In a chaotic situation such as the war in Syria, it is nearly impossible to provide precise numbers of those killed and wounded in the fighting. Assigning responsibility for the casualties is harder again.
Nevertheless, the data we do have highlight the murderous response of the Syrian government to the crisis in which it is involved. It also serves to underscore the hyperbole surrounding Islamic State (IS).
In the early days of the conflict, much of the bodycount work done was very detailed. Information was cross-checked with different sources and, where possible, the names of the victims and the date and location of their injuries or deaths included.
Many organisations organisations have tried at some point to monitor various aspects of the conflict – from archaeological damage to infrastructures destruction; from casualties to internally displaced people and refugees. These include:
These groups regularly supply their findings to the international media and on their websites.
However, the United Nations gave up counting casualties in January 2014. Some of the organisations with which it had been co-operating at the beginning of the conflict favoured the opposition. This reduced the reliability and value of the figures provided.
This concern has been supported by some media reporting which suggested, for example, that some of the deaths reported by the various monitoring groups as civilian deaths were deaths of fighters.
Even IS provides details on its website and in its annual reports of deaths of its own fighters and of casualties they have inflicted.
The non-profit Syrian Centre for Policy Research estimated in February that about 470,000 have been killed since 2011. The Syrian Network for Human Rights estimates that roughly 200,000 civilians have been killed between March 2011 and till the end of 2015, and blame government forces for most of those deaths.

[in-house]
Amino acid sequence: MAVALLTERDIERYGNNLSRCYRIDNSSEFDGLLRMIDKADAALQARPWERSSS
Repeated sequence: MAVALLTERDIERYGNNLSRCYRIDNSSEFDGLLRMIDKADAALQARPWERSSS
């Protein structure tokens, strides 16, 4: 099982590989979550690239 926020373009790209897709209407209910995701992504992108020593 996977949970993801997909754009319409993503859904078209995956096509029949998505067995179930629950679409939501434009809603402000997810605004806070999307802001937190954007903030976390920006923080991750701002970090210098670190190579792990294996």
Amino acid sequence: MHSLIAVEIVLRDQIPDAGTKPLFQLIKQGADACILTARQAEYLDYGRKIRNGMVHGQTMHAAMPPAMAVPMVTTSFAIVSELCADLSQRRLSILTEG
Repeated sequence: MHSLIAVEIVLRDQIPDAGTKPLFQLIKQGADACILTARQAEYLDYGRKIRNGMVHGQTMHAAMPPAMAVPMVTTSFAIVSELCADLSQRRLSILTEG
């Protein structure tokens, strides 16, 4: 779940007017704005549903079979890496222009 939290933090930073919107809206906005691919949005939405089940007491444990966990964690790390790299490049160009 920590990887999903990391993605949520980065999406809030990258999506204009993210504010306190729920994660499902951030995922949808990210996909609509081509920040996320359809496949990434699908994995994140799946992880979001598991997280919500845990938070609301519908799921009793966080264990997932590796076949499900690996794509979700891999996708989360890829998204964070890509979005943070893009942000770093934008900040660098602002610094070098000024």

The United Nations estimated 250,000 killed in August 2015 but has since stopped counting. The Syrian Observatory for Human Rights has said more 370,000 people are thought to have been killed since the start of the Syrian revolution.
The range in figures is significant and, while it is not intended to disparage the work of these organisations, it does highlight the difficulties involved. The data available should be treated with great caution.
To go to the next step and assign blame for these deaths is even more fraught.
Australia’s shadow minister for foreign affairs, Tanya Plibersek, recently told Q&A that Syria’s Assad regime has killed probably nine or ten times more people than IS.
While not questioning the claim that Syrian government operations have resulted in a high number of casualties, we rarely hear the government’s side of the argument. The regime regularly provides casualty figures of its own forces and opposition groups but these tend to be ignored in the West.
We should be careful not to minimise the impact of IS. The group was a relatively late entrant to the Syrian massacre and it was not until around 2014 that the organisation began to exert a major influence on the battlefield.
Before that, other groups – such as Jabhat al-Nusra and Jaysh al-Islam – were active and responsible for many atrocities. Those groups and many others are still active in co-operation with or in rivalry with IS.
While there are reliable reports of mass graves of people killed by IS across Iraq and Syria, its reputation has been earned more from the spectacular and repellent nature of its actions, rather than the number of people killed by its forces.
On the other hand, such an imbalance does not fit comfortably with the military defeats reportedly suffered by government forces or by reports of major losses incurred by the government. These are thought to be considerable.
We may have reached a point where precise numbers are not particularly relevant. It may be more useful to look at policies and tactics, such as the blockading or bombarding of towns and villages by both sides. These practices in themselves constitute sufficient grounds to condemn their perpetrators for violations of international law and norms.
Authors: The Conversation Contributor